Posted by Ken Campbell May 27, 2008 0 Comment 633 views

Off the coast of Cape Flattery, about a quarter-mile from the rugged shore, lies Tatoosh Island. It seems very close – it’s a mere 10-minute crossing in a sea kayak – and it feels as though it’s even closer than that. From the lookout at Cape Flattery it is easy to see the birds wheeling in the skies above the rocky island. Common murres are everywhere, their plump black-and-white forms being propelled by wings that seem too short, too undersized. They follow the contours of the swells between the cape and the island. Bald eagles soar high above the diversity of seabirds: cormorants and puffins, guillemots and oystercatchers, the ubiquitous gulls of every shade and species.

You can’t see the landing beach until you are almost there. The best place to come ashore is in a little cove on the island’s east side, obscured from the mainland shore view. Landings are prohibited now, like so many good things are, and the island itself is a sharp bone between the Makah tribe and the government that has not yet been fully picked. The buildings that remain from what was, at various times, a weather bureau, an Army base, and a Coast Guard installation are slowly falling apart and being removed from the island by the tribe. The lighthouse is fully automated and the land it occupies is leased from the Makah by the U. S. government. Still, there are tribal members who view the past 150 years of dealing with Uncle Sam as time poorly spent and for whom the very presence of the light is a desecration.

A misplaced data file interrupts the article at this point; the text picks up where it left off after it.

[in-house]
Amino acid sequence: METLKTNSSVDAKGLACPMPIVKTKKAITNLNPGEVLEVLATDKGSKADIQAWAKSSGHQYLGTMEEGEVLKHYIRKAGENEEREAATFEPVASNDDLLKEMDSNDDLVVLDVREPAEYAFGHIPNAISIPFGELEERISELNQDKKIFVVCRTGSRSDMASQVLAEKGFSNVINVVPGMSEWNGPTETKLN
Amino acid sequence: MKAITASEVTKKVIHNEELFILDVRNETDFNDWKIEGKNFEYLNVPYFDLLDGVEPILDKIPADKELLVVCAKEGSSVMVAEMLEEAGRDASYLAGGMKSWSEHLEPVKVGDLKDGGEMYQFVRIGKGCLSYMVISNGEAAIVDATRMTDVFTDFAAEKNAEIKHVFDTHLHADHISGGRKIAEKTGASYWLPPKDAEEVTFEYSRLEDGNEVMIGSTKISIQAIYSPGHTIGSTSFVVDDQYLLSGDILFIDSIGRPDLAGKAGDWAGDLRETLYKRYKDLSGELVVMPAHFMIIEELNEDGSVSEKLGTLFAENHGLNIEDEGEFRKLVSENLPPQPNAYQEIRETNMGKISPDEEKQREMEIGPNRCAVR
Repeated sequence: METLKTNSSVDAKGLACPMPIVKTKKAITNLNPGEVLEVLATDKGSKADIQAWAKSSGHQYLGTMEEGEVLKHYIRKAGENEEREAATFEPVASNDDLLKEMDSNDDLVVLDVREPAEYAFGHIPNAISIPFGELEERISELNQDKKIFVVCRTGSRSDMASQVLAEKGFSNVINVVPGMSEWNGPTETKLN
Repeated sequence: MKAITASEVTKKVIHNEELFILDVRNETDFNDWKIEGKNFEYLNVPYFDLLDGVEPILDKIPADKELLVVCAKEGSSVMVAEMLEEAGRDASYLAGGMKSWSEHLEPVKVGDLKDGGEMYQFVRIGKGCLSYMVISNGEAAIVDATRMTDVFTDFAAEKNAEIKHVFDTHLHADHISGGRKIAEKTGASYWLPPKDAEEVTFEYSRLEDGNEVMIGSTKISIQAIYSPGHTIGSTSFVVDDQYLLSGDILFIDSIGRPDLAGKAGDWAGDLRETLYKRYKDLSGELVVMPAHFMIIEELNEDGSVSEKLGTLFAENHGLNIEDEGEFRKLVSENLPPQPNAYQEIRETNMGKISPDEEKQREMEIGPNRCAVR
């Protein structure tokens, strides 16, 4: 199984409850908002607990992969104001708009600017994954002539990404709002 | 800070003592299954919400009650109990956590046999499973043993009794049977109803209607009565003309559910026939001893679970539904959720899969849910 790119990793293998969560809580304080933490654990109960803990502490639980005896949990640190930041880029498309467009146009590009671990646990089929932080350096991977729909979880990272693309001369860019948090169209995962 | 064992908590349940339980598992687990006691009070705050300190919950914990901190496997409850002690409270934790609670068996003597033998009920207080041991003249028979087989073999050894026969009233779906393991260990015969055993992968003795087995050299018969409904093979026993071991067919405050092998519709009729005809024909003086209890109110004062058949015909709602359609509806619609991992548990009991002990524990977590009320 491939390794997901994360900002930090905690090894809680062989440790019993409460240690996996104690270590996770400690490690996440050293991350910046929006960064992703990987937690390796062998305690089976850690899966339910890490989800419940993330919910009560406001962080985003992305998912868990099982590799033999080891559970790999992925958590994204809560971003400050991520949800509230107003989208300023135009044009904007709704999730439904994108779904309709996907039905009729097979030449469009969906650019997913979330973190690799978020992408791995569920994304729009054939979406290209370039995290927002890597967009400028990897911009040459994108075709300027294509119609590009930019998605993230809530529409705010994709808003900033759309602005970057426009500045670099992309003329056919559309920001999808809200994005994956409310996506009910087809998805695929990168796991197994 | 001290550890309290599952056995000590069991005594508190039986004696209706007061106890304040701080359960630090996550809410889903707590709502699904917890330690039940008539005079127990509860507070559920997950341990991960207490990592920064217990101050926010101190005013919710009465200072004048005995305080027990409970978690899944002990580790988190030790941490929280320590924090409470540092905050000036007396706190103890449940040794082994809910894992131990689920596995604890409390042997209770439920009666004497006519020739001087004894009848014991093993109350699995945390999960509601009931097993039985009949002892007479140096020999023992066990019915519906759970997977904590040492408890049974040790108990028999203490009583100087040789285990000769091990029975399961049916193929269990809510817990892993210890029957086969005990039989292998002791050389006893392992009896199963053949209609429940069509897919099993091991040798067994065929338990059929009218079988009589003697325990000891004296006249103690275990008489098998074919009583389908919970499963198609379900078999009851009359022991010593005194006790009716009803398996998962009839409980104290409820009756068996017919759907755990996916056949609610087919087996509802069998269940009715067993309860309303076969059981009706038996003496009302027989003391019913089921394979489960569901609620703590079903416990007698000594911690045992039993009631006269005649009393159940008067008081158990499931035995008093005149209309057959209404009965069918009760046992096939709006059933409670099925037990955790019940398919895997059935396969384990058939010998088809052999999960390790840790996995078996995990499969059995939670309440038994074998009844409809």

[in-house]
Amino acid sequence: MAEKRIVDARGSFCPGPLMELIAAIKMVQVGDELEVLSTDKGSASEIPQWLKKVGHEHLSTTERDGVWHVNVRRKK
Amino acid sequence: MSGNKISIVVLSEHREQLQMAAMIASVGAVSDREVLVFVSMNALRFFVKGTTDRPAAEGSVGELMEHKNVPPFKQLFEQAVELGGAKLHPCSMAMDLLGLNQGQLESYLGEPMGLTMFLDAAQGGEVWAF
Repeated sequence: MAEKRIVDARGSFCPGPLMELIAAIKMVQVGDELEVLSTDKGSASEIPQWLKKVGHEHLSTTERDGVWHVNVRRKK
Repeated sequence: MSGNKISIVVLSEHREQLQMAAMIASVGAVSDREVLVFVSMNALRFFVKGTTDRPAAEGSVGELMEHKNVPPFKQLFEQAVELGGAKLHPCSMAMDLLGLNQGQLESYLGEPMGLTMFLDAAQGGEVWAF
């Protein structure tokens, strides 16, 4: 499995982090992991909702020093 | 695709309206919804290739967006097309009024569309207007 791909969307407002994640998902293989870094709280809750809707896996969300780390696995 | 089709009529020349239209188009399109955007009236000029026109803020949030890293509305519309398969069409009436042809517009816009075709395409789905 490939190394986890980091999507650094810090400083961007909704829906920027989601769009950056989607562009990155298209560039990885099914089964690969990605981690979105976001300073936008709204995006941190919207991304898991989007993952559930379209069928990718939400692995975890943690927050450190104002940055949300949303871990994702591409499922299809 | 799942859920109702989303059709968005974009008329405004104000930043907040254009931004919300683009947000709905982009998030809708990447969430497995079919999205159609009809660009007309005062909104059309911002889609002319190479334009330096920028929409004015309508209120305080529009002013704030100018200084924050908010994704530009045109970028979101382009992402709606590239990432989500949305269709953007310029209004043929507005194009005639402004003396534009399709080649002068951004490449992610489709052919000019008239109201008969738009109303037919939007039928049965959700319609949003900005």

There was a time when the island was an important outpost of the Makah nation. A village once stood where the lighthouse is now; between March and August of every year, large numbers of Makah gathered there, using the island as a forward operating base in their pursuit of whales. California gray whales pass through the nearby waters on their epic commute between Mexico and the Bering Sea and the hunters would chase after them in teams of canoes, launching harpoons by hand and towing the huge carcasses back to shore. (It was actually the job of one of the hunters to dive into the water after the whale had been killed in order to sew its mouth closed. If this wasn’t done quickly, the whale would sink to the bottom, lost. It was an important position to hold in the whale-hunting heirarchy, though understandably difficult to work into a resume.)

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